A 10-year-old girl in Somalia is now dead after undergoing a dangerous procedure known as female genital mutilation.
FGM is common in the East African country primarily because its state religion is Islam, which has a long history of “circumcising” women, at least partly, to prevent them from being “hypersexual.”
This FGM-related death is the first to be confirmed by Somalian officials in several years, and many people there believe it’s a safe procedure, according to the Guardian.
Deeqa Dahir Nuur was taken on 14 July to a traditional cutter in her village of Olol, roughly 65km from Dhusmareb, in central Galmudug state.
The operation severed a vein, and when the family were still unable to stem the hemorrhaging two days later, the girl was taken to Dhusmareb hospital, where she bled to death, said activist Hawa Aden Mohamed of the Galkayo Education Centre for Peace and Development.
The Galmudug state minister for women’s affairs visited the family in hospital to offer condolences and explain the risk of death in FGM operations.
Unfortunately, despite the acknowledgment of the death, the Somali government doesn’t seem likely to do anything about it. The woman who performed the operation hasn’t been arrested, and the law doesn’t punish people for committing that act of torture.
[Said activist Hawa Aden Mohamed:] “It is difficult to estimate the number of girls who die due to FGM per month or per day because they are [sworn] to secrecy, particularly in rural areas. We only get to hear of the few cases of those bold enough to seek medical treatment in towns. But from the stories we do hear, they could be in their dozens.”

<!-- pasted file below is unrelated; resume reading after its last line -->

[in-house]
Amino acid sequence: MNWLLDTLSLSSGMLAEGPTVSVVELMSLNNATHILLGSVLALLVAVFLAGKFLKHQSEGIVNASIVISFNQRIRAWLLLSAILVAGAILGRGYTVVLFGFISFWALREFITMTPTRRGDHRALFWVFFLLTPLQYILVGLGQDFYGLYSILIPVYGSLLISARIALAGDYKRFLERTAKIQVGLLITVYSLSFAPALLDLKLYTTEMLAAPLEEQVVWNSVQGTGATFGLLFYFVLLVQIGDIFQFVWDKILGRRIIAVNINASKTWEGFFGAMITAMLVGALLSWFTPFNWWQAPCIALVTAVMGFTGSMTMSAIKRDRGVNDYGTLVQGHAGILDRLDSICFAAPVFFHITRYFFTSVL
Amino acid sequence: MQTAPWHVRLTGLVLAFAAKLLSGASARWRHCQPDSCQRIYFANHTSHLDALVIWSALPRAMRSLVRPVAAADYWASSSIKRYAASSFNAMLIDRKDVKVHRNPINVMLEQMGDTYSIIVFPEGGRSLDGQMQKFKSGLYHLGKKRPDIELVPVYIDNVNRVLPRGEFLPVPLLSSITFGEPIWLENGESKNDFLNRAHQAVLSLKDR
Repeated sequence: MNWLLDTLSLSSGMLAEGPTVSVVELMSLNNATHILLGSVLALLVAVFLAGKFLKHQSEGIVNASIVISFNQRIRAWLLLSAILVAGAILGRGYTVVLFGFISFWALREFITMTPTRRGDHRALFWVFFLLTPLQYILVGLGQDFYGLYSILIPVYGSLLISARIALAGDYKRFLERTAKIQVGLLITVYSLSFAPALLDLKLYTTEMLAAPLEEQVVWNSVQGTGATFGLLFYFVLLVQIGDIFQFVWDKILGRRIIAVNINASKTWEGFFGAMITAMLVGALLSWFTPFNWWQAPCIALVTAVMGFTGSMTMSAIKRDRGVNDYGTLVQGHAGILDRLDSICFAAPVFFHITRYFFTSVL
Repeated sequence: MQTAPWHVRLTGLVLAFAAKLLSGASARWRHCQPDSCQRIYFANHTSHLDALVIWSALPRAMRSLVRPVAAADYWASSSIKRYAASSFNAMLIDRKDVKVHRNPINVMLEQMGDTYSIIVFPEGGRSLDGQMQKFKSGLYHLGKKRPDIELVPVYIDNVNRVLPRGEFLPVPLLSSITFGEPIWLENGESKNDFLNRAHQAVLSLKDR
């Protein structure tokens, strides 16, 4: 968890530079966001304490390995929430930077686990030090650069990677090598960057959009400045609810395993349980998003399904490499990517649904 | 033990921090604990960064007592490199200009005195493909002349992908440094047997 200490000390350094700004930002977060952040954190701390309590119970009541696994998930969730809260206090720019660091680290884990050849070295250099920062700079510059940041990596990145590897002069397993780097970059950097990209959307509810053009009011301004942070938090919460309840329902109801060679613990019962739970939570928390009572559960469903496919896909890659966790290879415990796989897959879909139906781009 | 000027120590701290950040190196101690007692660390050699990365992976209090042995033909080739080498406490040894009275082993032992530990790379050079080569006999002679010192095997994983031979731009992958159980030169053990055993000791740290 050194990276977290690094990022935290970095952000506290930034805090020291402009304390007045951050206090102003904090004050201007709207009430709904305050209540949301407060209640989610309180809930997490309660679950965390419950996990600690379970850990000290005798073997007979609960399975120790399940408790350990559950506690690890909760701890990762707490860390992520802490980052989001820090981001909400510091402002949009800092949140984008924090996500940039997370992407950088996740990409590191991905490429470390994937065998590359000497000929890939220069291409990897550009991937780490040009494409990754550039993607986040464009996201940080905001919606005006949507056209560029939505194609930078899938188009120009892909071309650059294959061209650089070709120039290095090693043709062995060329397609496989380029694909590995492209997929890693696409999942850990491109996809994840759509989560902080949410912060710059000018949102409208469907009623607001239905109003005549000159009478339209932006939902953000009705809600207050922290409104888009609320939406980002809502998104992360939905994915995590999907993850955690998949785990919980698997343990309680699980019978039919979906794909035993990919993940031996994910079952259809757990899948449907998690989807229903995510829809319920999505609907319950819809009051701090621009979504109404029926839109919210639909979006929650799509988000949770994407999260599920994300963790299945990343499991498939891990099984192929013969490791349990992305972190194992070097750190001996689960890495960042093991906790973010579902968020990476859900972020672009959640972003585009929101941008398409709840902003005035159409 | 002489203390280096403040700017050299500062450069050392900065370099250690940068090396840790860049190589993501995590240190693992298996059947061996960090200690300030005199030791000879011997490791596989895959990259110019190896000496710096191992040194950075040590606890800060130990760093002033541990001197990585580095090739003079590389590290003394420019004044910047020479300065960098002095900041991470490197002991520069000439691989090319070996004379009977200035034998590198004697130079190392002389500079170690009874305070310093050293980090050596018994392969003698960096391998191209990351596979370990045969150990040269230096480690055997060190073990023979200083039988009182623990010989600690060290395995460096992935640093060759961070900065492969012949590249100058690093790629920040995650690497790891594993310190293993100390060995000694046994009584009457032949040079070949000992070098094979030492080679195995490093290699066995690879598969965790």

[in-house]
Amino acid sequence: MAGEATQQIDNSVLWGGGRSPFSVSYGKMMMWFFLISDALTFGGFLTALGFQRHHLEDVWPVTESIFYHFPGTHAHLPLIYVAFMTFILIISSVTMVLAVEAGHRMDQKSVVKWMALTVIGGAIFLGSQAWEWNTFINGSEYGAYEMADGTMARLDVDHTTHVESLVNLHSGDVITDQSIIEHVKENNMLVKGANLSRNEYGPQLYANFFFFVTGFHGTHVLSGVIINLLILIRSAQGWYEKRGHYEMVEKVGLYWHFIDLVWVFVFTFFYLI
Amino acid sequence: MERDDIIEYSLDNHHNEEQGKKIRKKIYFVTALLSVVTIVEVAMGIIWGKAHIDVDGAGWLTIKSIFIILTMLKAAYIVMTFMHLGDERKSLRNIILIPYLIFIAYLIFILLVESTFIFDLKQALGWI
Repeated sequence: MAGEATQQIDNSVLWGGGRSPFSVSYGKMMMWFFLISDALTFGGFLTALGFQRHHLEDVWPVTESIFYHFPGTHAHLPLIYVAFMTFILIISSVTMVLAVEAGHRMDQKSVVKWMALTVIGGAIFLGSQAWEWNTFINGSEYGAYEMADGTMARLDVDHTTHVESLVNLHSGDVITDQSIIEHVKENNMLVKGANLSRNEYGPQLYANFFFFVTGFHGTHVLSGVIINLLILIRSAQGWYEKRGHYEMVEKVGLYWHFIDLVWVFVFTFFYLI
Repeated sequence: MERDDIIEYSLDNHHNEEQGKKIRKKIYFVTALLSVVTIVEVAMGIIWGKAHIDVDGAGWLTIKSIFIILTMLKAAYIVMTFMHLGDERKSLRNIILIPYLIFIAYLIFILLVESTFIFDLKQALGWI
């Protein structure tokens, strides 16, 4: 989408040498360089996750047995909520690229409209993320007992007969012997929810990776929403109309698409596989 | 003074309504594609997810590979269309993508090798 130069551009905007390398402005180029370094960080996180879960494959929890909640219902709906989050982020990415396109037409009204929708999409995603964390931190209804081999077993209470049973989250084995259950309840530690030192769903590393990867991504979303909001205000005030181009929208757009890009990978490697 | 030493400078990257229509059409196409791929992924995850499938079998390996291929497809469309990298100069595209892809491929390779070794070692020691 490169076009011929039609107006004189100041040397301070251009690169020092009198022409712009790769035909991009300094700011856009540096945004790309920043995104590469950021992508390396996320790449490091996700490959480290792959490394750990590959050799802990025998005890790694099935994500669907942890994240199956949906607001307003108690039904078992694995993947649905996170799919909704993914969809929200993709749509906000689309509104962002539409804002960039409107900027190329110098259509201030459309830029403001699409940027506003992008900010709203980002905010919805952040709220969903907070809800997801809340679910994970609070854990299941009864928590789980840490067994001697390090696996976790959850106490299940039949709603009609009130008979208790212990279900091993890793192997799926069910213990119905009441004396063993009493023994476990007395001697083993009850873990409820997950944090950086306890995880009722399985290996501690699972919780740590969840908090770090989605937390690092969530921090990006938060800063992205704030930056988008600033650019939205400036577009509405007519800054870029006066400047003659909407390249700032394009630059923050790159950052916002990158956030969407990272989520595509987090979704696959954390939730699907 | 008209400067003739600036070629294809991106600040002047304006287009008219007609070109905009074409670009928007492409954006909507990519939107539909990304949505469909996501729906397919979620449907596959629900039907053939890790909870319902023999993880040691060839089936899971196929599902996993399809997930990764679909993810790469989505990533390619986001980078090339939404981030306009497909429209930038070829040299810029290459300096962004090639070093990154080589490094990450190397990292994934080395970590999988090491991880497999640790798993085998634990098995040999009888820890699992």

The death is the most high profile confirmed in Somalia, where 98% of women and girls are cut, the highest percentage anywhere in the world. Activists hope the publicity surrounding her death may help debunk myths in Somalia that FGM is safe.
“It is really important that this is a confirmed case, as pro-FGM lobbyists sometimes put forward the nonsensical view that it is not harmful,” said Brendan Wynne, of Donor Direct Action, an international women’s organisation which runs a fund for frontline FGM activists.
These myths about safe FGM need to be busted. The practice is deadly, but even when girls do survive, there are lasting physical and psychological effects. It should be obvious to everyone that cutting off the most sensitive parts of the genitalia will keep women from enjoying sex, certainly compared to uncut women, and disfigure them for life. Advocates of the procedure, however, just don’t care.
FGM can also cause problems in childbirth, maternal deaths, severe pain, tetanus, infection, infertility, and more, according to a report by UNICEF.
This matter affects hundreds of millions of women, and it causes permanent severe damage based on nothing more than a lethal combination of religion and tradition. It’s hard to find any silver lining to these cases, but maybe the resulting publicity from this tragedy will shake some sense into people who think mutilation is the way to go.
(Image via Shutterstock)